American Indians lead the celebration at the fifth annual New York City Dance Parade. More than 8,000 dancers and 176 dance groups strutted their stuff along the parade route, which began on 21st street between Park and Fifth Avenue. The Redhawk Native American Arts Council was invited to lead the permission of groups and they ventured on the 1.5 mile parade route down Boradway throughout lower Manhattan.
More then 45,000 spectators who turned out to see groups from as far away as Japan (a Japanese group kicked off the parade in honor of the earthquake victims.) "The crowed really showed a lot of love for us," men’s traditional dancer George Michael told the Redhawk Native American Arts Council's Cliff Matias, "they made me feel proud to be a First Nations person." The Arts Council had nine dancers in the parade.
Along with the Redhawk Native American Art Council (the only North American Indigenous group performing) there were many Indigenous communities represented, from South America and Mexico. Jennen Yazzie, a Navajo from Arizona who now lives in New York City, told Matias, “I had so much fun with my two year old son, we sat in the back of the pickup waving at the spectators."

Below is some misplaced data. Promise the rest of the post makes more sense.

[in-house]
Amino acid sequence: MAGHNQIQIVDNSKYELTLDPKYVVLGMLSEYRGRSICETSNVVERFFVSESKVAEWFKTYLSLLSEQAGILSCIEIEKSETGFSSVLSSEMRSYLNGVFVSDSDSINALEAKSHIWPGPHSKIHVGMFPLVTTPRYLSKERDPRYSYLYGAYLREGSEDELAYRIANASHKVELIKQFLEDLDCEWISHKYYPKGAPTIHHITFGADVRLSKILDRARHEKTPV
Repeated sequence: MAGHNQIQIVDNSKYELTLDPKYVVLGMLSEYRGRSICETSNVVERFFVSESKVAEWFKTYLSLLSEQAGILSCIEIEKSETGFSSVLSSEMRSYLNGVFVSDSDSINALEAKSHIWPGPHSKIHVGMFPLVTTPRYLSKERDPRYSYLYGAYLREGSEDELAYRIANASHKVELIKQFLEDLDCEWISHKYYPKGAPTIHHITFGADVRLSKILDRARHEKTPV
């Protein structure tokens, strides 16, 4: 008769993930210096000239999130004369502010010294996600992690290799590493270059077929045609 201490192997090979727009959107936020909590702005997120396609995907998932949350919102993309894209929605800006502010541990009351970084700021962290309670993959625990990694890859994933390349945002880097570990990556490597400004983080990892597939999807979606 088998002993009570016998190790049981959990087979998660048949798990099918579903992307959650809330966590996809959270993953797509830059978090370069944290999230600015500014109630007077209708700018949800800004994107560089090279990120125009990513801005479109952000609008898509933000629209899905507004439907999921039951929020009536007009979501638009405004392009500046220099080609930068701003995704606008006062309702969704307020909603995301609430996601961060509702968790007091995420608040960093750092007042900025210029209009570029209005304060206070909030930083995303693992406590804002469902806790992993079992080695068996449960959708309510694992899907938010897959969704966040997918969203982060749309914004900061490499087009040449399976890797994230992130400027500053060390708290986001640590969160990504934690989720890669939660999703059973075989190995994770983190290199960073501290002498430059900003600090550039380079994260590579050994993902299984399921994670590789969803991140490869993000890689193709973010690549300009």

The parade wasn't only about dancing and good times for the council. Their cultural director, Emily Jefferies, said in a press release that the larger mission was to highlight their culture and show the public the beauty of Native American dance.
The council also used the parade as way of promoting their upcoming event, the 17th annual Gateway to Nations Pow Wow happening on June 3-5.